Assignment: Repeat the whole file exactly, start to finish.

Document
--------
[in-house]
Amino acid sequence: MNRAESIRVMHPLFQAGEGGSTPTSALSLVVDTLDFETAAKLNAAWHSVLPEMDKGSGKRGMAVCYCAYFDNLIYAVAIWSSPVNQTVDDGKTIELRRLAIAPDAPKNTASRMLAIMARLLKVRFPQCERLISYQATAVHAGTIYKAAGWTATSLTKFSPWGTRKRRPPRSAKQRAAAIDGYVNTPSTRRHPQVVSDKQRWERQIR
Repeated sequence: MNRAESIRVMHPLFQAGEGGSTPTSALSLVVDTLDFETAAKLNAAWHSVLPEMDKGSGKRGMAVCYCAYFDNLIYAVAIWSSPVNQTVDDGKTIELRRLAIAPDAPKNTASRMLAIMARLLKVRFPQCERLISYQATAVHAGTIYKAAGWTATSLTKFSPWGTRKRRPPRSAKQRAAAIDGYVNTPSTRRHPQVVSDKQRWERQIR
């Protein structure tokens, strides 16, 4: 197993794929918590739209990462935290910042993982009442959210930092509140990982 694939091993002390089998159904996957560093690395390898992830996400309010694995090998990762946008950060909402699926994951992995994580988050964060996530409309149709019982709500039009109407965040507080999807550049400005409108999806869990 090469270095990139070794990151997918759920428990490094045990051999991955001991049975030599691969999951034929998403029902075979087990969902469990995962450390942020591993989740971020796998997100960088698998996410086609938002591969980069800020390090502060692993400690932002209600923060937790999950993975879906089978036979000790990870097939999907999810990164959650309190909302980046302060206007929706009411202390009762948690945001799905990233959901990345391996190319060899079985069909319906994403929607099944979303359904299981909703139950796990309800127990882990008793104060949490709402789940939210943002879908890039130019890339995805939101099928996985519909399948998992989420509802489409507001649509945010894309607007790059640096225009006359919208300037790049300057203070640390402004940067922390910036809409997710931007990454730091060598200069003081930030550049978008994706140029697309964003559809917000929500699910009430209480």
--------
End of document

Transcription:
[in-house]
Amino acid sequence: MNRAESIRVMHPLFQAGEGGSTPTSALSLVVDTLDFETAAKLNAAWHSVLPEMDKGSGKRGMAVCYCAYFDNLIYAVAIWSSPVNQTVDDGKTIELRRLAIAPDAPKNTASRMLAIMARLLKVRFPQCERLISYQATAVHAGTIYKAAGWTATSLTKFSPWGTRKRRPPRSAKQRAAAIDGYVNTPSTRRHPQVVSDKQRWERQIR
Repeated sequence: MNRAESIRVMHPLFQAGEGGSTPTSALSLVVDTLDFETAAKLNAAWHSVLPEMDKGSGKRGMAVCYCAYFDNLIYAVAIWSSPVNQTVDDGKTIELRRLAIAPDAPKNTASRMLAIMARLLKVRFPQCERLISYQATAVHAGTIYKAAGWTATSLTKFSPWGTRKRRPPRSAKQRAAAIDGYVNTPSTRRHPQVVSDKQRWERQIR
């Protein structure tokens, strides 16, 4: 197993794929918590739209990462935290910042993982009442959210930092509140990982 694939091993002390089998159904996957560093690395390898992830996400309010694995090998990762946008950060909402699926994951992995994580988050964060996530409309149709019982709500039009109407965040507080999807550049400005409108999806869990 090469270095990139070794990151997918759920428990490094045990051999991955001991049975030599691969999951034929998403029902075979087990969902469990995962450390942020591993989740971020796998997100960088698998996410086609938002591969980069800020390090502060692993400690932002209600923060937790999950993975879906089978036979000790990870097939999907999810990164959650309190909302980046302060206007929706009411202390009762948690945001799905990233959901990345391996190319060899079985069909319906994403929607099944979303359904299981909703139950796990309800127990882990008793104060949490709402789940939210943002879908890039130019890339995805939101099928996985519909399948998992989420509802489409507001649509945010894309607007790059640096225009006359919208300037790049300057203070640390402004940067922390910036809409997710931007990454730091060598200069003081930030550049978008994706140029697309964003559809917000929500699910009430209480």